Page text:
This article is about the mainline American Airlines fleet, including the historical fleets of American Airlines. For information about the fleet of American's wholly owned regional subsidiary, see American Eagle Airlines.
American Airlines Boeing 777-200ER painted in the new livery.
American Airlines operated an all-Boeing fleet (including aircraft produced by McDonnell Douglas before it merged with Boeing in 1997), until it took delivery of its first Airbus aircraft on July 23, 2013 (since retiring the Airbus A300 in 2009). Apart from over 600 aircraft in service, American Airlines has more than 450 aircraft from Airbus and Boeing on order, replacing its aging MD-80 series, 757-200 and 767-200 jets. As of June 2014, the last 767-200 aircraft was retired and replaced by the new A321.
25 aircraft (11 complete) will receive the new configuration by 2015 with Main Cabin Extra and new staggered, fully flat Business Class seats. The rest of the 767 fleet will be retired by 2015 without modifications.
Largest operator of the MD-80. Retirement: 2018, Replacement: A319, 737-800 and 737-8 MAX
* Note that on two-class domestic flights (including flights to Hawaii), the highest premium class is branded as First Class, while on flights to the Caribbean, Canada, Mexico, and Central America, it is referred to as Business Class.
On July 20, 2011, American Airlines ordered 460 and took options for 465 aircraft from Boeing and Airbus, with the intention of replacing its MD-80, 757–200 and 767-200 aircraft. According to American Airlines, this is the largest purchase of aircraft in history.
^1 For both the 737NG and 737MAX family, American Airlines has the option to determine closer to delivery date what version to take delivery of. For the 737NG, American can choose the 737-700, −800 and −900ER.
^3 Overall order for 260 Airbus A320 family aircraft was split equally between direct sales and 3rd party leases to be arranged by Airbus. This has since shifted towards a higher proportion of direct sales.
In early 1970 before AA took delivery of its own Boeing 747, the company leased 2 Pan Am 747-121s (N740PA & N743PA). These aircraft were painted in full AA livery, and were operated until early 1971, then returned to Pan Am after AA received its own new 747-123s.
After American acquired Trans Caribbean in 1971, the company briefly owned TC's fleet of 5 DC-8s (3 -50s & 2 -61s). These aircraft were never operated by AA and were sold to other carriers.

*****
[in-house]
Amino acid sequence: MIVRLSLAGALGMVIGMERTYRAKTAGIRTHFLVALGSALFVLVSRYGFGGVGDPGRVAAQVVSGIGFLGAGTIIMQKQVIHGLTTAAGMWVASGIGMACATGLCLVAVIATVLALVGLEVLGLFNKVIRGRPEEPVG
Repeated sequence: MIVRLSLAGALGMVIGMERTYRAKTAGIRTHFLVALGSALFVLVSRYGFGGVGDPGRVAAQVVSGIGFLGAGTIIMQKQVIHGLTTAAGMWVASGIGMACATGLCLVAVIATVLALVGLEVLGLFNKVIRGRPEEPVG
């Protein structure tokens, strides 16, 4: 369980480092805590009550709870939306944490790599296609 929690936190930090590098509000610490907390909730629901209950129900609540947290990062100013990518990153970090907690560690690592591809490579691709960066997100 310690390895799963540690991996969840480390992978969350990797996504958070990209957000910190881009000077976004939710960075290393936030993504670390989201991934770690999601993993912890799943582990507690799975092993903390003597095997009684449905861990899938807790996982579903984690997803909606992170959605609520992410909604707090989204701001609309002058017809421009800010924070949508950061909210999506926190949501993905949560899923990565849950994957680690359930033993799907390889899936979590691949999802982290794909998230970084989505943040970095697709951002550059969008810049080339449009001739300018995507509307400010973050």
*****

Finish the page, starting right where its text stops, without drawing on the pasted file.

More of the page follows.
Most Boeing 747–100s were retired from passenger service in the late 1970s and served as freighters until their final retirement in 1985. Several were retired earlier; NASA acquired one of the early retired aircraft, N905NA, in 1974 and has since used it as a Shuttle Carrier Aircraft. Early in its NASA career, the aircraft continued to carry the American Airlines tricolor cheatline. A Boeing 747–100 was used in the film Airport 1975, registration number N9675, which was delivered to the carrier in 1971. The aircraft was redressed in the "Columbia Airlines" livery for this film. American flew the aircraft both as a passenger jet and later as a freighter only, under the "American Freighter" titles. The aircraft has been in storage at Roswell, New Mexico, since 2005 under registration number N675UP, in UPS colors, its last operator. This aircraft was scrapped in 2013.
American briefly operated a Boeing 747-200C freighter N749WA (serial number 20653/line number 237) for 6 months in 1984.
American Airlines retired their Airbus A300s in August 2009 after 21 years of service and they are now stored in Roswell. One American A300 was scrapped at Victorville Airport in March 2009, its tail number was N7055A.
American Airlines also operated a small fleet of Convair 440 prop aircraft from the mid-1970s to 1980 in the Caribbean via a wholly owned subsidiary, American Inter-Island Airlines. Scheduled passenger service was operated between San Juan, St. Thomas and St. Croix until runway improvements were completed at St. Thomas thus permitting a return of American jet service (see American Airlines accidents & incidents, April 27, 1976 American Airlines flight 625). There is a small exhibit commemorating American Inter-Island at the American Airlines C.R. Smith Museum near Dallas/Ft. Worth Airport.
American Airlines was the largest passenger DC-10 operator before retiring them in 2000, operating a total of 55 DC-10-10s and 11 DC-10-30s.